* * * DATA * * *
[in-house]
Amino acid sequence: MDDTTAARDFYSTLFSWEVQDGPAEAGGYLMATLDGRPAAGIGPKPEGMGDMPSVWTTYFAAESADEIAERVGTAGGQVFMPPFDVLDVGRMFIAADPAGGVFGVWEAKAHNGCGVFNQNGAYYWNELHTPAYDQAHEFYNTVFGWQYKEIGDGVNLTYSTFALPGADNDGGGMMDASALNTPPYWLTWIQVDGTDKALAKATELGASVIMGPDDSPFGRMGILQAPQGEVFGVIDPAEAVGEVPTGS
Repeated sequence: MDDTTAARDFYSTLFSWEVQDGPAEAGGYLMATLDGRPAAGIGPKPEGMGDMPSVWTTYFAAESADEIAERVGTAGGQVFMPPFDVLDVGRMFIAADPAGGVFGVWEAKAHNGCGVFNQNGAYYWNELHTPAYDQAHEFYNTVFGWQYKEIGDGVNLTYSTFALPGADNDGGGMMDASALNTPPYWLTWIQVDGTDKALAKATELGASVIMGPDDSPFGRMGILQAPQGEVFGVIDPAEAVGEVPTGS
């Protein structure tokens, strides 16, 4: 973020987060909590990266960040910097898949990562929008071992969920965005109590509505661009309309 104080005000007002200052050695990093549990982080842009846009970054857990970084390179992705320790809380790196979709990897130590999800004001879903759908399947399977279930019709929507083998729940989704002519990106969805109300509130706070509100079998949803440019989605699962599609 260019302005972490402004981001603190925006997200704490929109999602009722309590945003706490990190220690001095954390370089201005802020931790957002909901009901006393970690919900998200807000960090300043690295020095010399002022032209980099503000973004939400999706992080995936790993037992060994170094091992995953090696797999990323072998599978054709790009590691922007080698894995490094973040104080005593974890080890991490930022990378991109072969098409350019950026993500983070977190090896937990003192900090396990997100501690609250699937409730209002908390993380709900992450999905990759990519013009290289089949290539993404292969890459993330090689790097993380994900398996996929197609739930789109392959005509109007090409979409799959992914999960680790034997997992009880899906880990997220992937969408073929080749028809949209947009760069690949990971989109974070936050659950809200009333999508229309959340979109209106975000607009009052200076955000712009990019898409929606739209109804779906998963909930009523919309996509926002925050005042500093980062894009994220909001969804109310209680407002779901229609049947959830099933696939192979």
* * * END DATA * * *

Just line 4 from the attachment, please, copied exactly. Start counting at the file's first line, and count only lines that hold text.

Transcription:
């Protein structure tokens, strides 16, 4: 973020987060909590990266960040910097898949990562929008071992969920965005109590509505661009309309 104080005000007002200052050695990093549990982080842009846009970054857990970084390179992705320790809380790196979709990897130590999800004001879903759908399947399977279930019709929507083998729940989704002519990106969805109300509130706070509100079998949803440019989605699962599609 260019302005972490402004981001603190925006997200704490929109999602009722309590945003706490990190220690001095954390370089201005802020931790957002909901009901006393970690919900998200807000960090300043690295020095010399002022032209980099503000973004939400999706992080995936790993037992060994170094091992995953090696797999990323072998599978054709790009590691922007080698894995490094973040104080005593974890080890991490930022990378991109072969098409350019950026993500983070977190090896937990003192900090396990997100501690609250699937409730209002908390993380709900992450999905990759990519013009290289089949290539993404292969890459993330090689790097993380994900398996996929197609739930789109392959005509109007090409979409799959992914999960680790034997997992009880899906880990997220992937969408073929080749028809949209947009760069690949990971989109974070936050659950809200009333999508229309959340979109209106975000607009009052200076955000712009990019898409929606739209109804779906998963909930009523919309996509926002925050005042500093980062894009994220909001969804109310209680407002779901229609049947959830099933696939192979």